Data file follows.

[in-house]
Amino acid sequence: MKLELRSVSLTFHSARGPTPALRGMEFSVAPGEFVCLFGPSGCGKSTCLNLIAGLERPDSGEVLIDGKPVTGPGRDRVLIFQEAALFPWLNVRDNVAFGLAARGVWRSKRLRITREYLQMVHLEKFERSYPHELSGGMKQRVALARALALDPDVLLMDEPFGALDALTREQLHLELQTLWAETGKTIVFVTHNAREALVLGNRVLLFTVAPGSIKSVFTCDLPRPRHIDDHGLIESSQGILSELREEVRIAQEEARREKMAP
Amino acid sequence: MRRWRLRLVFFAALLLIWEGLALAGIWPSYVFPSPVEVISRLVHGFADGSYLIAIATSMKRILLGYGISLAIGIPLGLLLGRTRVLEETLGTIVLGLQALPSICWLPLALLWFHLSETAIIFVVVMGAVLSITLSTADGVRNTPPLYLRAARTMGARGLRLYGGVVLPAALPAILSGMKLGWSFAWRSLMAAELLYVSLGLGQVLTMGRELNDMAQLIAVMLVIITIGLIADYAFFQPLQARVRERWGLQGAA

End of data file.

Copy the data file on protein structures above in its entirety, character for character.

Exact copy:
[in-house]
Amino acid sequence: MKLELRSVSLTFHSARGPTPALRGMEFSVAPGEFVCLFGPSGCGKSTCLNLIAGLERPDSGEVLIDGKPVTGPGRDRVLIFQEAALFPWLNVRDNVAFGLAARGVWRSKRLRITREYLQMVHLEKFERSYPHELSGGMKQRVALARALALDPDVLLMDEPFGALDALTREQLHLELQTLWAETGKTIVFVTHNAREALVLGNRVLLFTVAPGSIKSVFTCDLPRPRHIDDHGLIESSQGILSELREEVRIAQEEARREKMAP
Amino acid sequence: MRRWRLRLVFFAALLLIWEGLALAGIWPSYVFPSPVEVISRLVHGFADGSYLIAIATSMKRILLGYGISLAIGIPLGLLLGRTRVLEETLGTIVLGLQALPSICWLPLALLWFHLSETAIIFVVVMGAVLSITLSTADGVRNTPPLYLRAARTMGARGLRLYGGVVLPAALPAILSGMKLGWSFAWRSLMAAELLYVSLGLGQVLTMGRELNDMAQLIAVMLVIITIGLIADYAFFQPLQARVRERWGLQGAA